The fifth chromatically-themed opus from John Baizley's intrepid prog-sludge quartet — and their first featuring guitarist Gina Gleason — turned out to be their trippiest, most adventurous and most unusual yet. A double-length album comprised of 17 tracks, Gold & Grey showed Baizley and Co. aggressively pushing the boundaries of their songwriting and sonic approaches, while still coming up with glorious hard-rock anthems like "Borderlines" and "Throw Me an Anchor." Baroness may have run out of colors to call their next album, but they seem in little danger of running out of ideas. D.E.
It wouldn't be an exaggeration to say that Kentucky hardcore upstarts Knocked Loose have changed the landscape of heavy music, with an oncoming cavalcade of breakdown-crazed young bands following in their weighty footsteps. But, like leaders not followers, they've swerved the competition on A Different Shade of Blue, embellishing and deepening their brand of mosh-driving heaviness with a throwback to gritty death metal à la Wolverine Blues–era Entombed and blistering thrash à la Seasons in the Abyss–era Slayer. J.H.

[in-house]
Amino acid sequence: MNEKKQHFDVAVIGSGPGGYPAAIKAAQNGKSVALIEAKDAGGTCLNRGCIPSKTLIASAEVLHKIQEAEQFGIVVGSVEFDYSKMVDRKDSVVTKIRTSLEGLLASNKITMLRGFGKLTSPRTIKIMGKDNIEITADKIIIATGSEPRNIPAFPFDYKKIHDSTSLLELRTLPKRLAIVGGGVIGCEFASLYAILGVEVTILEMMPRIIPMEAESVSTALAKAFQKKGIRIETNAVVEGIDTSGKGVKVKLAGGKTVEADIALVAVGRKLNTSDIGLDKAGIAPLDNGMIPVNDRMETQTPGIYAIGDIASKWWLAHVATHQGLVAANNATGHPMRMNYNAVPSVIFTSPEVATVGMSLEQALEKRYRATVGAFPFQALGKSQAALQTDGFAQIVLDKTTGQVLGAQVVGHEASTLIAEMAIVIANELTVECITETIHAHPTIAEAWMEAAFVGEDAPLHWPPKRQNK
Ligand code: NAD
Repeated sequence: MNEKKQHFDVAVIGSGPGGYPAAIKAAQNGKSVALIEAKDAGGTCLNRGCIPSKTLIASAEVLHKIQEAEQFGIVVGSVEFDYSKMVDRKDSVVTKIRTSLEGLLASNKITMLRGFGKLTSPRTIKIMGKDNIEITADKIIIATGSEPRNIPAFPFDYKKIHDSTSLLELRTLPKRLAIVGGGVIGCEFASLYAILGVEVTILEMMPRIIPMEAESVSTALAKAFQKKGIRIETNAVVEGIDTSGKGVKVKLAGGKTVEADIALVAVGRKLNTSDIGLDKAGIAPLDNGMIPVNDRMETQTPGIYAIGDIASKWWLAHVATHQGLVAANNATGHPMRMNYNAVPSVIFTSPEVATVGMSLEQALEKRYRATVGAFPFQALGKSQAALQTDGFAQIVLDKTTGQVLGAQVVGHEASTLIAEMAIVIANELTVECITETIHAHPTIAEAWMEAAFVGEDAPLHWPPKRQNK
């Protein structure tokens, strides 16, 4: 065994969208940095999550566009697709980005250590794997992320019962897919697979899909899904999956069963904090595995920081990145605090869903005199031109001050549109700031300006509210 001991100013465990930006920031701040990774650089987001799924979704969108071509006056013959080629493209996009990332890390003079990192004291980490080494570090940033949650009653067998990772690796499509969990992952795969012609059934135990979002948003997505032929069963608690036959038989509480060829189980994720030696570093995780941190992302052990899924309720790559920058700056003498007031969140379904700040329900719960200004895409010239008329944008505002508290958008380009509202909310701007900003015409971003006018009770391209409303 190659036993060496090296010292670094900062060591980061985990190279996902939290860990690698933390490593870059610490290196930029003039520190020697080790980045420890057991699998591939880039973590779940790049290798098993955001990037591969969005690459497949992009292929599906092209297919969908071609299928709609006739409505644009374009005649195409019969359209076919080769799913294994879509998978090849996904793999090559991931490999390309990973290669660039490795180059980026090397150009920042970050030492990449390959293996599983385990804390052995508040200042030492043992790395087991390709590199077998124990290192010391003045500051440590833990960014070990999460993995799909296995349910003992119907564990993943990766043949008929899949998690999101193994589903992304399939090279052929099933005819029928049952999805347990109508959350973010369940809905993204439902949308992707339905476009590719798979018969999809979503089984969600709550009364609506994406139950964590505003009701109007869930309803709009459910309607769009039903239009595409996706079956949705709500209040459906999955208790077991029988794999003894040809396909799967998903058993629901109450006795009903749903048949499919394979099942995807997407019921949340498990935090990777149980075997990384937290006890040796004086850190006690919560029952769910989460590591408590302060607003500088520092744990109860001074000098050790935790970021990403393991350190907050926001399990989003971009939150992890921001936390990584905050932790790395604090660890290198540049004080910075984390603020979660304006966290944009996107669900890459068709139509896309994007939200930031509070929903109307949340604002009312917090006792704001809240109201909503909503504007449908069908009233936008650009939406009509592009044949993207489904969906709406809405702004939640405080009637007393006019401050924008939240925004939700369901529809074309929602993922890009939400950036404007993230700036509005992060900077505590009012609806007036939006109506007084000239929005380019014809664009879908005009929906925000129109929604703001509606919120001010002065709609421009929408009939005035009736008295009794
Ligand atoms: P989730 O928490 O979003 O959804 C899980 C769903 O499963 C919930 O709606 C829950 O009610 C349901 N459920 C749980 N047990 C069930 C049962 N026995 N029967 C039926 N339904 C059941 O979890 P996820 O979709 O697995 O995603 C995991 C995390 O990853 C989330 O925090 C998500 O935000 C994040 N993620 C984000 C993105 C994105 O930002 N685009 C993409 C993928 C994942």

On Arizona death-metal phenoms Gatecreeper's hook-laden second album, Deserted, the rightly lauded extremists upped the ante and blazed their own left hand path. Shiny, pop-style production punctuates their stellar songwriting, which channels elements of Bolt Thrower, Obituary, Crowbar and other far-beyond-crushing influences. Frontman Chase Mason has called their approach "stadium death metal," and while Gatecreeper may never play venues that big, they whole-heartedly deserve to reach the masses. F.P.